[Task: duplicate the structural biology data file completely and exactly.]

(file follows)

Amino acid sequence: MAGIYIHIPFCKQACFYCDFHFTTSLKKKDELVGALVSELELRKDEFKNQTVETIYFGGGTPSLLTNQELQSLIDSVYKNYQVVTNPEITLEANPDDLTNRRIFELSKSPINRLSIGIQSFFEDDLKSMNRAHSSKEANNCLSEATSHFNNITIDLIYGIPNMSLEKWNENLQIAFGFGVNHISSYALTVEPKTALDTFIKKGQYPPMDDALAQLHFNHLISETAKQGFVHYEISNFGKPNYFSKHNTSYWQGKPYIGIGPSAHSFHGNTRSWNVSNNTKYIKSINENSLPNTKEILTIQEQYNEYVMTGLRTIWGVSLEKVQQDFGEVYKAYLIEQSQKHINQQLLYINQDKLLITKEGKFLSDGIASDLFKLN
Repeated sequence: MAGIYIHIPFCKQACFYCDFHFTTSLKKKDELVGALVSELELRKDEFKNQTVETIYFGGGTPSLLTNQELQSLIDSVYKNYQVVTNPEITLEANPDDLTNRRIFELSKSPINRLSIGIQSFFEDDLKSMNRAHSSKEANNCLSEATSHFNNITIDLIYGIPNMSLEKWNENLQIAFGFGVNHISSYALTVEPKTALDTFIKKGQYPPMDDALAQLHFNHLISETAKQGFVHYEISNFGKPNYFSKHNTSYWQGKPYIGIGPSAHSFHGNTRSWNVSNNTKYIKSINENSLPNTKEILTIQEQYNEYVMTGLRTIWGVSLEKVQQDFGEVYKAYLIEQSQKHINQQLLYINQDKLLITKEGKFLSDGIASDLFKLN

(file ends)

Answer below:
Amino acid sequence: MAGIYIHIPFCKQACFYCDFHFTTSLKKKDELVGALVSELELRKDEFKNQTVETIYFGGGTPSLLTNQELQSLIDSVYKNYQVVTNPEITLEANPDDLTNRRIFELSKSPINRLSIGIQSFFEDDLKSMNRAHSSKEANNCLSEATSHFNNITIDLIYGIPNMSLEKWNENLQIAFGFGVNHISSYALTVEPKTALDTFIKKGQYPPMDDALAQLHFNHLISETAKQGFVHYEISNFGKPNYFSKHNTSYWQGKPYIGIGPSAHSFHGNTRSWNVSNNTKYIKSINENSLPNTKEILTIQEQYNEYVMTGLRTIWGVSLEKVQQDFGEVYKAYLIEQSQKHINQQLLYINQDKLLITKEGKFLSDGIASDLFKLN
Repeated sequence: MAGIYIHIPFCKQACFYCDFHFTTSLKKKDELVGALVSELELRKDEFKNQTVETIYFGGGTPSLLTNQELQSLIDSVYKNYQVVTNPEITLEANPDDLTNRRIFELSKSPINRLSIGIQSFFEDDLKSMNRAHSSKEANNCLSEATSHFNNITIDLIYGIPNMSLEKWNENLQIAFGFGVNHISSYALTVEPKTALDTFIKKGQYPPMDDALAQLHFNHLISETAKQGFVHYEISNFGKPNYFSKHNTSYWQGKPYIGIGPSAHSFHGNTRSWNVSNNTKYIKSINENSLPNTKEILTIQEQYNEYVMTGLRTIWGVSLEKVQQDFGEVYKAYLIEQSQKHINQQLLYINQDKLLITKEGKFLSDGIASDLFKLN